Employee dismissed over 'COVID-19 safety requirements' misconduct

Worker said he 'believed the pandemic was a scam'

Employee dismissed over 'COVID-19 safety requirements' misconduct

The Fair Work Commission (FWC) has upheld an employer’s decision to dismiss a member of staff for failing to comply with COVID-19 safety requirements.

The FWC said the employee was entitled to his beliefs about the pandemic and public health orders but was not entitled to refuse to comply with the employer’s lawful directions and government orders.

The employee worked as a motor mechanic at a garage in Sydney. He had an exemption from wearing a mask and his employer accordingly implemented safety requirements, including disallowing the employee to enter the office or serve customers. The employer also required him to check in daily using a QR code and practise social distancing.

Before his dismissal, the employer wrote a letter that contained its reasons, such as illegally travelling when a public health order prohibited it; travelling without advising the [employer] of his movements; failing to use QR codes; did not believe in COVID-19 nor the public health orders; and ignored several warnings, among others.

The FWC found that the employee knew about the government travel restrictions but intentionally did not comply because he considered them “unconstitutional and believed that the pandemic was a scam”.

The FWC noted that an employee’s unlawful conduct “while not at work, is not per se a valid reason for dismissal.” It said that the unlawful conduct must be “likely to cause serious damage to employment relationship or damage employer’s interests, or be incompatible with employee’s duty as an employee.”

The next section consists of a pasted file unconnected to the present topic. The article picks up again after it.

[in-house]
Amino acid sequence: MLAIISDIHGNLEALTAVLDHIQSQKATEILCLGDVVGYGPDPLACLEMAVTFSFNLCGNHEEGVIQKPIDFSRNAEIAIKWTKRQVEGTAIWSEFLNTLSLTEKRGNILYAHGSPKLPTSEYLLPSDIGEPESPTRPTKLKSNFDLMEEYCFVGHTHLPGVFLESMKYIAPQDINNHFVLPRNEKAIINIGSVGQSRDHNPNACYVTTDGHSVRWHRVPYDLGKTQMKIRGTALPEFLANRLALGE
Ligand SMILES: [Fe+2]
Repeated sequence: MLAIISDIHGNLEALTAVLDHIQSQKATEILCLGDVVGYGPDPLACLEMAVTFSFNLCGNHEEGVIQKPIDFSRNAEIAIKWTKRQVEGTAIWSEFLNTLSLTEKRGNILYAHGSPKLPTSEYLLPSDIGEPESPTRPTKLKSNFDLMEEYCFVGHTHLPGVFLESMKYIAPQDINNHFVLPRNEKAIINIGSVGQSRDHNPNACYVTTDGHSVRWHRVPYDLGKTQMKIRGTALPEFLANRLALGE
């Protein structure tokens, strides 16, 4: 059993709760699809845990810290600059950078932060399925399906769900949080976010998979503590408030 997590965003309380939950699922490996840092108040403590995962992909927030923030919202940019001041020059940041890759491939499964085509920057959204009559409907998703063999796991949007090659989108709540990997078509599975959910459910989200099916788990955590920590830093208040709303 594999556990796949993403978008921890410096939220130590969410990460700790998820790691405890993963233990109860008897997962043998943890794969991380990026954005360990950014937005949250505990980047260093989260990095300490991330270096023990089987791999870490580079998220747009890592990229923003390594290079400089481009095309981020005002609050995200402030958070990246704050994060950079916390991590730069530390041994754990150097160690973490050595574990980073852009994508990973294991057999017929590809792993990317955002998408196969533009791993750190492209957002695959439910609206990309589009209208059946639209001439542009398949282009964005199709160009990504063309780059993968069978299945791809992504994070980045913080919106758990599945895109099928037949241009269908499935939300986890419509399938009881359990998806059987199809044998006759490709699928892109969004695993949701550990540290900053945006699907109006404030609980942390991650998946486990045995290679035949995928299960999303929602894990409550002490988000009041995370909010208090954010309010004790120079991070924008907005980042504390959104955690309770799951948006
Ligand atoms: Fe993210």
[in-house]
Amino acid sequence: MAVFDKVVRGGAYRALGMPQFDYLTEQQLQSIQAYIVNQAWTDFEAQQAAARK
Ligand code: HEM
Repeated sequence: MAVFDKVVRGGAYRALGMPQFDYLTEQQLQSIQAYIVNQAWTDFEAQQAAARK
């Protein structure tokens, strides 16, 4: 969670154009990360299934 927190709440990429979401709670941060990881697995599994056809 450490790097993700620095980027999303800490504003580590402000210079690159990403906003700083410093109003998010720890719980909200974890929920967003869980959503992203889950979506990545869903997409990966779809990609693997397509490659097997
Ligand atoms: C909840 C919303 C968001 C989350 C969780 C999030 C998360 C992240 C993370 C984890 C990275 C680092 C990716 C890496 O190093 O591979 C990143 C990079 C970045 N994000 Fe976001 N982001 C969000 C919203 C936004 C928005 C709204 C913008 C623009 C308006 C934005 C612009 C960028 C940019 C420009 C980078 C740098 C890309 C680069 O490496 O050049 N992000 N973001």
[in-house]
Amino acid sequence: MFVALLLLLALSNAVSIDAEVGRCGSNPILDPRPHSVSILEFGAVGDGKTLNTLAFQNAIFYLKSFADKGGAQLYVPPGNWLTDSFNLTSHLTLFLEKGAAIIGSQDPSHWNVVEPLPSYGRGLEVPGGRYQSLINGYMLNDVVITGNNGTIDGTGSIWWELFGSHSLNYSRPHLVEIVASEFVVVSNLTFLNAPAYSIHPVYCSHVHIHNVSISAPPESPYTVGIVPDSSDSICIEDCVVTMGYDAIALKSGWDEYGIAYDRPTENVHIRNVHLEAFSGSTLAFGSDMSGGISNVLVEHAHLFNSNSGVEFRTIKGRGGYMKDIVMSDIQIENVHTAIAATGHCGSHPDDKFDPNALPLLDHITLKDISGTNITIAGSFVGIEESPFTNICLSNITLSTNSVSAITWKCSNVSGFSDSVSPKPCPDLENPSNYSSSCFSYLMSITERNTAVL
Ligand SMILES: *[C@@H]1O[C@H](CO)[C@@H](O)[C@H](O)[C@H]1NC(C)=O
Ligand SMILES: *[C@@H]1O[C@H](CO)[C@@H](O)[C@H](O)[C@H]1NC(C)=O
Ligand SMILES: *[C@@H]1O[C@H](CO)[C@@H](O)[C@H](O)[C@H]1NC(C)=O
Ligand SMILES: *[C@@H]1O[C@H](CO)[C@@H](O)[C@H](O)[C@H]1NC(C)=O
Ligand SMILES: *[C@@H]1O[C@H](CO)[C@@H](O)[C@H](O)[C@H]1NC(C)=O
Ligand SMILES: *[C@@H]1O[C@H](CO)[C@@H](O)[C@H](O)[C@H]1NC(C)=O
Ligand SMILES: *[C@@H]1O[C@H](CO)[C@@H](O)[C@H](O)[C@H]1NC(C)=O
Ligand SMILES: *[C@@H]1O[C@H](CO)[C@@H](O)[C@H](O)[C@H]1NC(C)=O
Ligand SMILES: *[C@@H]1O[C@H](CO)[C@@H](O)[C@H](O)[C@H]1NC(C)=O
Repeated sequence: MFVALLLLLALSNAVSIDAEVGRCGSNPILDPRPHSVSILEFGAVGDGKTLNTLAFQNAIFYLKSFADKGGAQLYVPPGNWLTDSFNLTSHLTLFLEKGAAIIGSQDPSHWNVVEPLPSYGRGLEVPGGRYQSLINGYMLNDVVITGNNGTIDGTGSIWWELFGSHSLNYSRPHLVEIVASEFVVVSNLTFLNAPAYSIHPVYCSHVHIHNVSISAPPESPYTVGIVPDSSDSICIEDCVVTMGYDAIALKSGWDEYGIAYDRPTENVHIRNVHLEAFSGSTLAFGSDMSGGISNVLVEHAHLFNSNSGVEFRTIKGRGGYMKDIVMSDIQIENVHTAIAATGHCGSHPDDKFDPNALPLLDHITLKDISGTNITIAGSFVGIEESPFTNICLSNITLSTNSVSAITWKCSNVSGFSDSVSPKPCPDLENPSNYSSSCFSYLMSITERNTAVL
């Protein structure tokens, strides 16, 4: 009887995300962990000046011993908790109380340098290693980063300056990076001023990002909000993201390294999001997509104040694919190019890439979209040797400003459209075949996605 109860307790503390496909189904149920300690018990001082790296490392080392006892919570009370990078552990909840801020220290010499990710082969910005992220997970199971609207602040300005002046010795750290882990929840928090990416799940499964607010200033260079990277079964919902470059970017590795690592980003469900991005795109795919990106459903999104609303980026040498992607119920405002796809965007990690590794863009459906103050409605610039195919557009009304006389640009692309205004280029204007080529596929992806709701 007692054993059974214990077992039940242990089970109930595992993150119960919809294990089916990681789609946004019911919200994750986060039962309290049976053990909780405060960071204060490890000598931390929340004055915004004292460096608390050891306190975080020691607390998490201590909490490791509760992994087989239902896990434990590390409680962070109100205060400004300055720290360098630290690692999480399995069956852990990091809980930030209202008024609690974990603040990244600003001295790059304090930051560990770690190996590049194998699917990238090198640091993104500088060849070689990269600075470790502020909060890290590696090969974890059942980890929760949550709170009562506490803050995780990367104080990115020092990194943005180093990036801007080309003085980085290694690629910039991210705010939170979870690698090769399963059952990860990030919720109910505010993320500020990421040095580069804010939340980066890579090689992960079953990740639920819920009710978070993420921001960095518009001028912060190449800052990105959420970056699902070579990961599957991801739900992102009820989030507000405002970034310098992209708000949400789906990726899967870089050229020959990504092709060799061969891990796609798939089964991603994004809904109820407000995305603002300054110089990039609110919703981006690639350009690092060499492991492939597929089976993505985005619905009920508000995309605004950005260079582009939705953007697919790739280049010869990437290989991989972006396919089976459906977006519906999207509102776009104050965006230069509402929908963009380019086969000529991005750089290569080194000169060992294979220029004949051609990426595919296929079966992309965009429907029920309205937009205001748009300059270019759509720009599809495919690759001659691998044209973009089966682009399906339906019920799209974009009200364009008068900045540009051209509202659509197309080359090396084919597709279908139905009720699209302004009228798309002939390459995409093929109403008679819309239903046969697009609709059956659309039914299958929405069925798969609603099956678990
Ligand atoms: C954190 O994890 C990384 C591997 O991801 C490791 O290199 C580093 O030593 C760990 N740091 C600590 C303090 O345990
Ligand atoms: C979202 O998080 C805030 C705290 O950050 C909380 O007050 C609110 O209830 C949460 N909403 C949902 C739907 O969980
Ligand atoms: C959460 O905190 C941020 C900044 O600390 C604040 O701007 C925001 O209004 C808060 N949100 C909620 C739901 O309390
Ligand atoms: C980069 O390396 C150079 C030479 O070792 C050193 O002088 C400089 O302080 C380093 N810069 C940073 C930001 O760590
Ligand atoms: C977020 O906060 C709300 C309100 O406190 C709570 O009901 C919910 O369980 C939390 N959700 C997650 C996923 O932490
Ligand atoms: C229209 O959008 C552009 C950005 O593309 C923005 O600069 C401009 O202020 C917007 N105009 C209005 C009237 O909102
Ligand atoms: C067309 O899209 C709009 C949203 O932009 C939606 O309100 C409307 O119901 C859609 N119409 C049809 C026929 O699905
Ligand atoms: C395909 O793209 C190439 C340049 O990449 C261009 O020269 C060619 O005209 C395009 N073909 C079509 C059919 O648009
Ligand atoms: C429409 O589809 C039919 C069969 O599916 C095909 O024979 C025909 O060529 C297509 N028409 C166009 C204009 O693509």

The FWC said that the employer’s COVID-19 safety requirements were “a lawful and reasonable direction.” It found that the employee’s “wilful and repeated failure” despite warnings constituted a valid reason for dismissal.

“The [employee’s] behaviour posed unacceptable health and safety, liability and reputational risks to the employer,” the FWC said.

Although there was a denial of procedural fairness because the employee was denied an opportunity to respond to the reasons for his dismissal, the FWC still concluded that there was “no possibility he might have given a response or explanation which might have avoided or delayed his dismissal”.

The FWC said that the employee was “utterly unrepentant” about the misconduct and his beliefs about the pandemic made him “impervious to directions and warnings from management”.

Thus, the FWC said the dismissal was “not harsh, unjust or unfair”. The decision was delivered on December 10, 2021.

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